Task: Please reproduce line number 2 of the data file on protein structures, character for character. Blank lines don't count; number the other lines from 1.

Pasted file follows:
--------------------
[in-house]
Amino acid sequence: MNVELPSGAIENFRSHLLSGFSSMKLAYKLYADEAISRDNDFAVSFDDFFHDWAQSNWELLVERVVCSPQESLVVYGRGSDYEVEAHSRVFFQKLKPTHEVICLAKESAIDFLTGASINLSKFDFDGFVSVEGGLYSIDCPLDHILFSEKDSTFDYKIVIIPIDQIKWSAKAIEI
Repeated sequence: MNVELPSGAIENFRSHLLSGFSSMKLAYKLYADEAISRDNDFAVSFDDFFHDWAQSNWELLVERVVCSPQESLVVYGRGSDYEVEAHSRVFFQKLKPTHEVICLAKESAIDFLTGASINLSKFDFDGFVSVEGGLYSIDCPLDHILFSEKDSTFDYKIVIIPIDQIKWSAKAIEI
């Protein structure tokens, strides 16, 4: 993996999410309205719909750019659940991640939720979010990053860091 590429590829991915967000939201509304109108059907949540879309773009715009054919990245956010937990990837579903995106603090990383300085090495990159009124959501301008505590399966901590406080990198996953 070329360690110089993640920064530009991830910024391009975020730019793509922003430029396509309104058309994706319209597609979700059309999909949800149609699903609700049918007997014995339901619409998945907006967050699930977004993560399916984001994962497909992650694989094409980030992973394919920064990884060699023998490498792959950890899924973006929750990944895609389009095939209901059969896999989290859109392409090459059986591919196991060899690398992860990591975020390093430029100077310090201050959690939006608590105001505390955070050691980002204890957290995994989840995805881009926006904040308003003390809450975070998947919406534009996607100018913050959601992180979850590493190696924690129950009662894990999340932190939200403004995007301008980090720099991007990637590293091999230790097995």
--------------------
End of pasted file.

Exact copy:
Amino acid sequence: MNVELPSGAIENFRSHLLSGFSSMKLAYKLYADEAISRDNDFAVSFDDFFHDWAQSNWELLVERVVCSPQESLVVYGRGSDYEVEAHSRVFFQKLKPTHEVICLAKESAIDFLTGASINLSKFDFDGFVSVEGGLYSIDCPLDHILFSEKDSTFDYKIVIIPIDQIKWSAKAIEI